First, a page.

>>
    >> But if this is the case (ie we need the biggest possible unsigned
    >> integer to hold offset ) then why not declare unsigned long long
    >> offset
    >>
    >>and you replied:
    >>
    >> Because then its size would vary from platform to platform, and on
    >> a c90 implementation it would be an error.

    >
    >>but I don't see what you're
    >>getting at with the first point. If you want the biggest possible
    >>unsigned integer, its size *will* vary from platform to platform, but
    >>you presented the variation in size as a reason not to use "unsigned
    >>long long".

    >
    > My point was that it will vary, and is thus a nonportable construct in
    > terms of say file access. If all you care about is one platform, then
    > no problem.
    > But this thread was about why one would use typedefs, and one reason
    > is to keep such platform specific stuff in a single place.


    Of course it will vary. junky_fellow *specifically* asked about "the
    biggest possible unsigned integer". Maybe that's not the best thing
    to use for a file offset -- and if that was your point, you might have
    said so.

    But *if* you need the biggest possible unsigned integer, for whatever
    reason, it's perfectly sensible to use a typedef for it (or, in C99,
    to use the existing uintmax_t). There could be any number of reasons
    you'd want that. Of course, any code using it would have to allow for
    the fact that the size will vary from one platform to another.

    I notice that you snipped the direct question that I asked you.

    --
    Keith Thompson (The_Other_Keith) <http://www.ghoti.net/~kst>
    San Diego Supercomputer Center <*> <http://users.sdsc.edu/~kst>
    We must do something. This is something. Therefore, we must do this.
    Keith Thompson, Jan 29, 2006
    #14
  15. CBFalconer Guest

    Keith Thompson wrote:
    >

    .... snip ...
    >
    > I notice that you snipped the direct question that I asked you.


    As a general principle I suggest that snipping should be done in
    units of paragraphs. This reduces the alteration of meaning by
    quoting out of context. This might also have the desirable side
    effect of encouraging reasonable paragraphing.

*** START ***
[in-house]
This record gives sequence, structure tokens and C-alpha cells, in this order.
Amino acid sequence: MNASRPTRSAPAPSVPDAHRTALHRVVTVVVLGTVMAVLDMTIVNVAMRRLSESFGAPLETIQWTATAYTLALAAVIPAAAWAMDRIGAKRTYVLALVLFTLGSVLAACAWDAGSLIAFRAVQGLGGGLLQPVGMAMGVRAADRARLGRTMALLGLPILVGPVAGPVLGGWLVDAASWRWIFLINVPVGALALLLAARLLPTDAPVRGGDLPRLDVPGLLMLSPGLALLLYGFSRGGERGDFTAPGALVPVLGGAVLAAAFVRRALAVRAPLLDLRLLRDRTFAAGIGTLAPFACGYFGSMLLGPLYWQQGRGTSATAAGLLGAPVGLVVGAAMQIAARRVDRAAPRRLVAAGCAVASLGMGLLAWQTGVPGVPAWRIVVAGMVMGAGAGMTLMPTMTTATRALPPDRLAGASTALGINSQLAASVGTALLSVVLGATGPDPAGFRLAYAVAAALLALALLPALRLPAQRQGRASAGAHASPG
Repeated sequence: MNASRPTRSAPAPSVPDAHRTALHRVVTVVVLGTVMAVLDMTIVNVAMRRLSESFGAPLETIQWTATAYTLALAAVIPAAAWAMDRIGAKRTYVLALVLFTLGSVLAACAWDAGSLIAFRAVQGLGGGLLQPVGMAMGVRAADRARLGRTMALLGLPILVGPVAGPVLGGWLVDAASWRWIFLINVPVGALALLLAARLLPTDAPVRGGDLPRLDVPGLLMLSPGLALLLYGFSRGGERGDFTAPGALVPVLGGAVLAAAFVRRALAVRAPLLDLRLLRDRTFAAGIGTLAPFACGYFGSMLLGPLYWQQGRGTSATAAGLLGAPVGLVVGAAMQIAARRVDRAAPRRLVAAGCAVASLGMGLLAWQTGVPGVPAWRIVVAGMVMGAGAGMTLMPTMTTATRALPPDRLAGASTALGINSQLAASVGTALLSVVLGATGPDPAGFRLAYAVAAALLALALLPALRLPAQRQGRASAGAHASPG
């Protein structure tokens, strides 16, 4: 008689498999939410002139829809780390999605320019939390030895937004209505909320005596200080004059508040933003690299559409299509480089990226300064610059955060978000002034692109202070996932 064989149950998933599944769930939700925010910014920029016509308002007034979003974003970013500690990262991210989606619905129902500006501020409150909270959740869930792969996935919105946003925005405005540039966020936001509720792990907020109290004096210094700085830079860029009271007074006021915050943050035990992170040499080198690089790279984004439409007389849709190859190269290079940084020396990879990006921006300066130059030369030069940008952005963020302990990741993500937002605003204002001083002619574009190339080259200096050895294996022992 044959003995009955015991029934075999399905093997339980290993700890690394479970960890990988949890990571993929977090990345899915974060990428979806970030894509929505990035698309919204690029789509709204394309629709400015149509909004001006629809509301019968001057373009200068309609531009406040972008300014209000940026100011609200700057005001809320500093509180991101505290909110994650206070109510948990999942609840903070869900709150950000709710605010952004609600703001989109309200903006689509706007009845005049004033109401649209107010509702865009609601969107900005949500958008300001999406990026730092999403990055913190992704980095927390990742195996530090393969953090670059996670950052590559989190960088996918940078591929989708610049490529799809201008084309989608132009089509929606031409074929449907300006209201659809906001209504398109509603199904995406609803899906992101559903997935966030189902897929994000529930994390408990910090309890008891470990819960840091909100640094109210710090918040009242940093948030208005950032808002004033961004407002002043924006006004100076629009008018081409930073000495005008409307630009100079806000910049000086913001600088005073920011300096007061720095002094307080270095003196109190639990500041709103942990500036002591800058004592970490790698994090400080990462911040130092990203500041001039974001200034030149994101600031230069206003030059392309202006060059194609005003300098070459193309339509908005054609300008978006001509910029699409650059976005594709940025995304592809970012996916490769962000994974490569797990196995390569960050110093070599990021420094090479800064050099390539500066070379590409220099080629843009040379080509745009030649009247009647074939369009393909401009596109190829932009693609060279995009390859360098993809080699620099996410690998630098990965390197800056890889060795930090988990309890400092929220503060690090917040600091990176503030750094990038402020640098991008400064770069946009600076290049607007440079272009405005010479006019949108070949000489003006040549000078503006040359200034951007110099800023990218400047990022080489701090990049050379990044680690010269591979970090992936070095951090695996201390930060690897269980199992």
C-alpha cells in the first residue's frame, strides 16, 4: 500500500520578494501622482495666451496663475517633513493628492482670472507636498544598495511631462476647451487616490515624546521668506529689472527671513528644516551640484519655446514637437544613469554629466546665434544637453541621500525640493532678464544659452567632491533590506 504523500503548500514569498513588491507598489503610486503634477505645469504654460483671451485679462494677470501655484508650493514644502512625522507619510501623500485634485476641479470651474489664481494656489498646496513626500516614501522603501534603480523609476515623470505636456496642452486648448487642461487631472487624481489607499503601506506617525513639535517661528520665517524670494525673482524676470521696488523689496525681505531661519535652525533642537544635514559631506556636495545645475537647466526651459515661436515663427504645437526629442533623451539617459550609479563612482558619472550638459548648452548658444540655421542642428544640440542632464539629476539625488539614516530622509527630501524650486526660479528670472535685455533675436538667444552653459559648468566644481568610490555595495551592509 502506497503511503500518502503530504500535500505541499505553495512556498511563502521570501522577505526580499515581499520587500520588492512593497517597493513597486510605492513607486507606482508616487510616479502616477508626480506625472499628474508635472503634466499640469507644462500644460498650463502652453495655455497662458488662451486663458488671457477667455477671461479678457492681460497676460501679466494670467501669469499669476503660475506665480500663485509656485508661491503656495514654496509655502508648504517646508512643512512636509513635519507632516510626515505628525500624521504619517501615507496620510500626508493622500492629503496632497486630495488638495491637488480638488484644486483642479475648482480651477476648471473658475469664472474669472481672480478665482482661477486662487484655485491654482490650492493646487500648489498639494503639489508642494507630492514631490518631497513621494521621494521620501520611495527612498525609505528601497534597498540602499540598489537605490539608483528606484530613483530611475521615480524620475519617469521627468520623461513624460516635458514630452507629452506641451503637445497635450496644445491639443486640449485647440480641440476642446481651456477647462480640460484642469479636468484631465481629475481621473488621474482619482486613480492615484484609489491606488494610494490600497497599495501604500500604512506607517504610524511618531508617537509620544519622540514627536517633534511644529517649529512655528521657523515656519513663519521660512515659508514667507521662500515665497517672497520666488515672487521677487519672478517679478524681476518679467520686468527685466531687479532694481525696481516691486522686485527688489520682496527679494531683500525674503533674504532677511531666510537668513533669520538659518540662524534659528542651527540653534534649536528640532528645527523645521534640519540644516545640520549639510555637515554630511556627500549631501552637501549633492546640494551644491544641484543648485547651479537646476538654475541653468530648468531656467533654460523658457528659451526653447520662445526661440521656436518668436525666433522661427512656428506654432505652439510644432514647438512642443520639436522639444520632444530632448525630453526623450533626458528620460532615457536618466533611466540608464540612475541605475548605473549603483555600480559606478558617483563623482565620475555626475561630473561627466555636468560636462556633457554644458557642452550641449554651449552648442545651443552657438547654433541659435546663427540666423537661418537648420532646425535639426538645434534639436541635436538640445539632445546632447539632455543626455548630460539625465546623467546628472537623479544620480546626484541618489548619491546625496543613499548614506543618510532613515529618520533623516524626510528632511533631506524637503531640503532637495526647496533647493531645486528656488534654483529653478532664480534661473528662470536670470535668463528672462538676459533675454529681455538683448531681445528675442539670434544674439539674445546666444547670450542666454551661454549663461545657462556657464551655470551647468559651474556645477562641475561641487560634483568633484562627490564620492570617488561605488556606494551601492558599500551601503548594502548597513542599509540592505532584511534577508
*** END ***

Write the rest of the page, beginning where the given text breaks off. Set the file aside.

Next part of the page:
--
    "The power of the Executive to cast a man into prison without
    formulating any charge known to the law, and particularly to
    deny him the judgement of his peers, is in the highest degree
    odious and is the foundation of all totalitarian government
    whether Nazi or Communist." -- W. Churchill, Nov 21, 1943
    CBFalconer, Jan 29, 2006
    #15
  16. <> wrote in message
    news:...
    > I was looking at the source code of linux or open BSD. What I found
    > that lots of typedefs
    > were used. For example, consider the offset in a file. It was declared
    > as
    > off_t offset;
    > and off_t is typedefed as
    > typedef long off_t;
    >
    > I wanted to know what advantage do we get by typedefs ? Why we did not
    > declare
    > offset simply as
    > long off_t;
    >
    > Similar is the case with size of file and so on.....
    >
    > Does any one has any clue of why do we use typedefs in such cases ?
    >
    > Thanx for any help advance ....



    In response to:
    > I wanted to know what advantage do we get by typedefs ?


    I always seem to have problems with structures when they aren't typedef'd.
    When structures are typedef'd, you can cast values to structure elements and
    take the size of structure elements without actually having a valid,
    allocated, and filled data structure. For example, say you have three
    structures which should be nested but are separate. Now, you need some data
    from the third structure. But, you have a raw buffer that corresponds to
    the first structure, and, of course, contains the data for second and third
    structures. How do you get to the data in the third structure? Using
    typedef'd structures and casts, you can access the data from the third
    structure in the raw buffer without allocating space for or filling in the
    structures. You only need to allocate space for the raw buffer and
    variables which are assigned data from the third structure. You have total
    access to any data in the raw buffer, but you don't need to allocate and
    fill any intermediate structures.


    Rod Pemberton
    Rod Pemberton, Jan 30, 2006
    #16
  17. "Rod Pemberton" <> writes:
    > <> wrote in message
    > news:...

    [...]
    >> I wanted to know what advantage do we get by typedefs ?

    [...]
    > I always seem to have problems with structures when they aren't typedef'd.
    > When structures are typedef'd, you can cast values to structure elements and
    > take the size of structure elements without actually having a valid,
    > allocated, and filled data structure. For example, say you have three
    > structures which should be nested but are separate. Now, you need some data
    > from the third structure. But, you have a raw buffer that corresponds to
    > the first structure, and, of course, contains the data for second and third
    > structures. How do you get to the data in the third structure? Using
    > typedef'd structures and casts, you can access the data from the third
    > structure in the raw buffer without allocating space for or filling in the